2022: The year of the ESG pushback?

A clip from Citywire

By Alex Steger and Alex Rosenburg, May 19, 2022

2020 was the year of ESG. The delayed response to that trend appears to be upon us.

ESG is a scam.’ So tweeted Elon Musk in response to S&P Dow Jones Indices dropping Tesla from the S&P ESG index. Is he… right? Is this part of a wider pushback on ESG investing? And is Tesla an ESG name or not? Alex Rosenberg and Alex Steger grapple with those questions in the following conversation. 

Alex Steger: I can start by answering the one easy question above: Yes, Musk’s comments are part of a wider pushback on ESG, which seems to have really gathered steam in recent weeks. Musk’s criticism of S&P was not the first time he has hit out at ESG investing this year, and comes a week or so after the launch of a so-called ‘anti-woke’ asset management firm, which claims that it will push holding companies not to take a stand on social and environmental issues. Plus, as we have covered before, states like Texas and West Virginia are trying to stop the flow of government money to fund managers who don’t like fossil fuels. 

Alex Rosenberg: If 2020 (and to a lesser extent 2021) was the year of ESG, where you basically had to have those three letters in your name to attract assets as an active manager, and ESG-branded stocks went gangbusters, is 2022 the year of anti-ESG? And now the hard question: Is anti-ESG a current fad – or, conversely, was ESG the fad, and one that is reaching its end in the face of recent cynicism from the political right and leftft alike?

Steger: Yes, I agree, 2022 does feel like the year of anti-ESG. For a firm to launch with the specific purpose of being against this style of investing says something. The firm, Strive Asset Management, was announced with some fanfare and is backed by Peter Thiel and Bill Ackman. It has $20m in funding and is led by Vivek Ramaswamy, the author of a book called Woke, Inc. He has branded the big three passive players – BlackRock, Vanguard, and State Street – an ‘ideological cartel’ and will lobby any stocks he owns to not get involved in political and social issues. It is not clear what his criteria will be for selecting stocks in the first place and whether previous ESG pronouncements will be a factor in being included in the firm’s funds.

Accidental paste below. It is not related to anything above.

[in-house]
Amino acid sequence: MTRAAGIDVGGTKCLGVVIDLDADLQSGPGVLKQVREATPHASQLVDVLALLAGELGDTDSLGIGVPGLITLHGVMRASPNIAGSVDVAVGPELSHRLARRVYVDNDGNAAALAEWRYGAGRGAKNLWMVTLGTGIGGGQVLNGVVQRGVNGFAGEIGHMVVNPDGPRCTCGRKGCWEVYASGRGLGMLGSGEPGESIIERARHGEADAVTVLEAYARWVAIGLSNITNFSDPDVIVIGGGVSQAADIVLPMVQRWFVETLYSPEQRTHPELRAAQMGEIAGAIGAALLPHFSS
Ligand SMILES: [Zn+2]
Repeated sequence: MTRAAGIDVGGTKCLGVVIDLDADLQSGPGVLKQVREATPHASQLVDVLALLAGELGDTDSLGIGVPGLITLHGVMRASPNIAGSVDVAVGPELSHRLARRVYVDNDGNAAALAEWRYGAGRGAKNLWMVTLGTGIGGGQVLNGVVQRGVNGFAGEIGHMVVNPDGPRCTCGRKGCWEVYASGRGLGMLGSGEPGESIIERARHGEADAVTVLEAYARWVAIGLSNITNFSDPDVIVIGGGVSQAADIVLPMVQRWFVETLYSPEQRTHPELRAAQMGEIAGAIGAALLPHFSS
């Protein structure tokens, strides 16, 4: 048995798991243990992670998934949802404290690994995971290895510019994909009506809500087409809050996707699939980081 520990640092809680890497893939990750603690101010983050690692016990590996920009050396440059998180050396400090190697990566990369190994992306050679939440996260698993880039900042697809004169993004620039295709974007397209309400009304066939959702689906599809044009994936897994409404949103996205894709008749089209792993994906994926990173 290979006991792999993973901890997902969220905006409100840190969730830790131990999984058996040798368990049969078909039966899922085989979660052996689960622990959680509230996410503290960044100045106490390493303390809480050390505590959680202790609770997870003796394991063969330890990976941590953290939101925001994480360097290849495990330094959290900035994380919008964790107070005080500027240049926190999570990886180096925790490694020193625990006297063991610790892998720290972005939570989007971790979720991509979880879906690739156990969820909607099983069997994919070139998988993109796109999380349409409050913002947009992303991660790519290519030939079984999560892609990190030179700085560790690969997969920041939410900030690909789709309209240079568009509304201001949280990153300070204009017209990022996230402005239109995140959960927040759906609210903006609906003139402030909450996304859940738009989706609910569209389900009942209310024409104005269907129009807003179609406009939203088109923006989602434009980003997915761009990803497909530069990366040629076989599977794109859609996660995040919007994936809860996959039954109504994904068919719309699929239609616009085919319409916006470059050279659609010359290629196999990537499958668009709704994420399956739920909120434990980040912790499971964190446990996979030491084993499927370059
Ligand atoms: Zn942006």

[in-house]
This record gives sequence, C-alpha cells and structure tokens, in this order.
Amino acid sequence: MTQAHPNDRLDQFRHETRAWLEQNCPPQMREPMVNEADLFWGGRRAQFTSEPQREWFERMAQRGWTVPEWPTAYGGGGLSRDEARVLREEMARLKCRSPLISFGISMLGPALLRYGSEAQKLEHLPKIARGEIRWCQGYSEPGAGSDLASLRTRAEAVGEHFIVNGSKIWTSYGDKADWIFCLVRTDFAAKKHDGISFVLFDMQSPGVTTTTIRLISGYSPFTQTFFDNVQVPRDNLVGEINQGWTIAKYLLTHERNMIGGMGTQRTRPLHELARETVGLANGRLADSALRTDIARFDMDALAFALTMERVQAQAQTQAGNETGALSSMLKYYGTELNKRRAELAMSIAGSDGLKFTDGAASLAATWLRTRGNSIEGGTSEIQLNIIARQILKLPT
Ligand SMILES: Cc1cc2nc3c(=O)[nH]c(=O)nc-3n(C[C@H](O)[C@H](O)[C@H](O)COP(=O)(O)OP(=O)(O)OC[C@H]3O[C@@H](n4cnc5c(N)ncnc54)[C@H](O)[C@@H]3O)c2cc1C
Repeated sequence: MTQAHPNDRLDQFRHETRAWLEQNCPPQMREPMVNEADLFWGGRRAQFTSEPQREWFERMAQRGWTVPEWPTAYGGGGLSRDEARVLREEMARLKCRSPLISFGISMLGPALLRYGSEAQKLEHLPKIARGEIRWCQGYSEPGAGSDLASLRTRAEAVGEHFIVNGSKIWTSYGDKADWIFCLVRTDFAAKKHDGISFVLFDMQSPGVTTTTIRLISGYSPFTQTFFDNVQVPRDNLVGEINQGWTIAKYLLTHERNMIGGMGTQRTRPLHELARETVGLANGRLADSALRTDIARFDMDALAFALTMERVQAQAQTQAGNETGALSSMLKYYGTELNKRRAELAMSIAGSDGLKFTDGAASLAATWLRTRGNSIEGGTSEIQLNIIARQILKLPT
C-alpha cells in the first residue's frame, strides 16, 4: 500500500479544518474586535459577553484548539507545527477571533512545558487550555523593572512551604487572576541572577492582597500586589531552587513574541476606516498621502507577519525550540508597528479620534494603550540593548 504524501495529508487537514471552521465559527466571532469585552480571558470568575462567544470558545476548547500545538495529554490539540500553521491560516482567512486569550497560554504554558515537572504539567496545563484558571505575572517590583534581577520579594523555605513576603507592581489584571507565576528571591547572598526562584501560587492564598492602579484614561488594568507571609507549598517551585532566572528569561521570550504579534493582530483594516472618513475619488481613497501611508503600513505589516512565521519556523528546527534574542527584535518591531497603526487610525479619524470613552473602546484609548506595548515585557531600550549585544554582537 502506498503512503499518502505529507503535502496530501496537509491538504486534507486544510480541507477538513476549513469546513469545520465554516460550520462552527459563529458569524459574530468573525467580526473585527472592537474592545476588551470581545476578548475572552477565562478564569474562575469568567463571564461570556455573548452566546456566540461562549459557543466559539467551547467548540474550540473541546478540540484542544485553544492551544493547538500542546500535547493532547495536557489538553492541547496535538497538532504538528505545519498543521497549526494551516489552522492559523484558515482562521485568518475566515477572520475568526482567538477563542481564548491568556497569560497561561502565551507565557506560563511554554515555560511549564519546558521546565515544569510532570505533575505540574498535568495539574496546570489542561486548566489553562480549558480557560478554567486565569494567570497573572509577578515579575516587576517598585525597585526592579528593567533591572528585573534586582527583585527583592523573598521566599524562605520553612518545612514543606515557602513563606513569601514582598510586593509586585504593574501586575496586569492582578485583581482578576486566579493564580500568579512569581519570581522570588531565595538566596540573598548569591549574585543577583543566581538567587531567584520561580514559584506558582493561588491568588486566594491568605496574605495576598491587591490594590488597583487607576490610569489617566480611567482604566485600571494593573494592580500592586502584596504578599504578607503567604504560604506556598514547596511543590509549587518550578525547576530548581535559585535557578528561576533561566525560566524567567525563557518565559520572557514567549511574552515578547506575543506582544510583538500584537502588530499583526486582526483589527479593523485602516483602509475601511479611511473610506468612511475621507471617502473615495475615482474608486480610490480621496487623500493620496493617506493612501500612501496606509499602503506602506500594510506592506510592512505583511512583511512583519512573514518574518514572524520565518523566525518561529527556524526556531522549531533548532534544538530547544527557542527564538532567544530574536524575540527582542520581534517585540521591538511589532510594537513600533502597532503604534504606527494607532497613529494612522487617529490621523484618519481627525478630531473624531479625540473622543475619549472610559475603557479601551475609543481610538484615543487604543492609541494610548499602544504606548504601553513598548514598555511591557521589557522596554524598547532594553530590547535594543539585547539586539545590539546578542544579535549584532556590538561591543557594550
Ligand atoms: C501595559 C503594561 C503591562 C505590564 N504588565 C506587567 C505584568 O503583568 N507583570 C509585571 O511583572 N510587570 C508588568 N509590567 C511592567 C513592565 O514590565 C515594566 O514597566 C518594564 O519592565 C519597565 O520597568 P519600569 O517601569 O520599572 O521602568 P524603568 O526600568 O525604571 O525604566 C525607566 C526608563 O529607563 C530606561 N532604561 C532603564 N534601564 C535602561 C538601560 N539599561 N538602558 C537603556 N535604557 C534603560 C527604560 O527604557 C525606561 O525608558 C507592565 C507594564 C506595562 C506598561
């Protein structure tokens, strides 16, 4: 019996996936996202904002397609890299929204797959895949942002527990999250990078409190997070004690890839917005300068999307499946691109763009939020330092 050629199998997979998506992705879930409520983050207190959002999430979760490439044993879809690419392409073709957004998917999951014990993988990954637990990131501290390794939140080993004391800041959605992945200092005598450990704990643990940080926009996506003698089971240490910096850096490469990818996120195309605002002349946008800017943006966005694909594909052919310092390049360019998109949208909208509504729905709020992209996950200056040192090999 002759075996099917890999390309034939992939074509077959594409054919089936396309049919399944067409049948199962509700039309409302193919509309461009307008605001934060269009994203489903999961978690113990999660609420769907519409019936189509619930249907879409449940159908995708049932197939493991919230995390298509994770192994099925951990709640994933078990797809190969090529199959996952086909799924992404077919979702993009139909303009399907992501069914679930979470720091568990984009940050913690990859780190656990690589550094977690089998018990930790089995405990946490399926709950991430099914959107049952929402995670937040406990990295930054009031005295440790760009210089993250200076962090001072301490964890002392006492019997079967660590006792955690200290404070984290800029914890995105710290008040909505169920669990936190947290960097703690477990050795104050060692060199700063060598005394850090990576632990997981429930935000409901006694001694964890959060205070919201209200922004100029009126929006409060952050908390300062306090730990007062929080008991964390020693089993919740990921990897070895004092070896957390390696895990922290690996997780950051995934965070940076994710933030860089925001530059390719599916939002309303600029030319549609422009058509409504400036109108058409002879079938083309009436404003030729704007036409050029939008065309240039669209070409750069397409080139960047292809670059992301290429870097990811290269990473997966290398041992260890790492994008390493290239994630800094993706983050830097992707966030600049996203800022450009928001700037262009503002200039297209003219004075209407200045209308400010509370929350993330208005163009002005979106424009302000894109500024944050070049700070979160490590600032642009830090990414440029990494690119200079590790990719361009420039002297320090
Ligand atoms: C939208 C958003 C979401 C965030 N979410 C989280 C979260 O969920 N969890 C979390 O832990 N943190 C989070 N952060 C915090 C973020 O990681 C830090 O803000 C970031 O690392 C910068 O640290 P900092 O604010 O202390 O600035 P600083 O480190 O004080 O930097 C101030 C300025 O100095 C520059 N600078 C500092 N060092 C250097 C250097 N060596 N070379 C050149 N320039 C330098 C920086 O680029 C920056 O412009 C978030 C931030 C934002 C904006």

One fund that takes this idea a step further (i.e., not just wanting companies to stay out of ESG, but buying those that it deems to be against ESG) is the ESG Orphans ETF (ORFN), which is not an endowment for children left parentless by an explosion at a vegan cafe, but actually a passive fund (with a 0.75% fee!) full of tobacco, oil, and firearm names. The ETF launched this week and is another example of the growing backlash. It’s by no means coming at the pace or scale (can Strive really put a dent in BlackRock?) of the 2020 ESG bonanza, but it is happening. 

Rosenberg: What’s funny about these products is that they seem so vague precisely because ESG itself is so vague. Anti-ESG doesn’t mean much because ESG doesn’t mean much. A good troll would be if Sustainalytics added ‘getting involved in discussions of ESG’ to its long list of ESG risks and Ramaswamy had to use Sustainalytics to scan for companies.

I do think what’s interesting is how these type of responses make theoretical and financial hay from the rise of ESG. Ramaswamy’s thesis in a nutshell is, ‘The largest-scale fiduciary breach of the 21st century is hiding in plain sight: the big three asset managers are using the money of everyday citizens to advance political agendas that they disagree with.’ It seems pretty clear that he has a point. (BlackRock might say that its ESG methodology also helps pick stocks that perform better, which doesn’t make much sense for reasons we’ve discussed at length in prior columns.) When ESG was a niche little thing that investors were choosing for their own pet reasons, then who cares. But when ESG is made a default option for many investors, it is distinctly awkward to realize just how politically motivated it is.

Now, ESG managers may not think of what they do as politically motivated. But when you’re asking questions like ‘is lack of diversity among executives worse than pollution?’, how can the answer reflect anything besides your own ethical and political perspective?

Steger: And that’s almost that exact question that has got Musk all fired up (although it doesn’t seem to take much). Musk took to Twitter yesterday in outrage (is there any other way to approach the platform?) after S&P Dow Jones Indices removed Tesla from its S&P 500 ESG index. The automaker was removed as its ESG score dropped partially due to claims about racial discrimation and working conditions, as S&P explained in a blog post. This triggered Musk to brand ESG ‘a scam.’

Read the full article from Citywire here.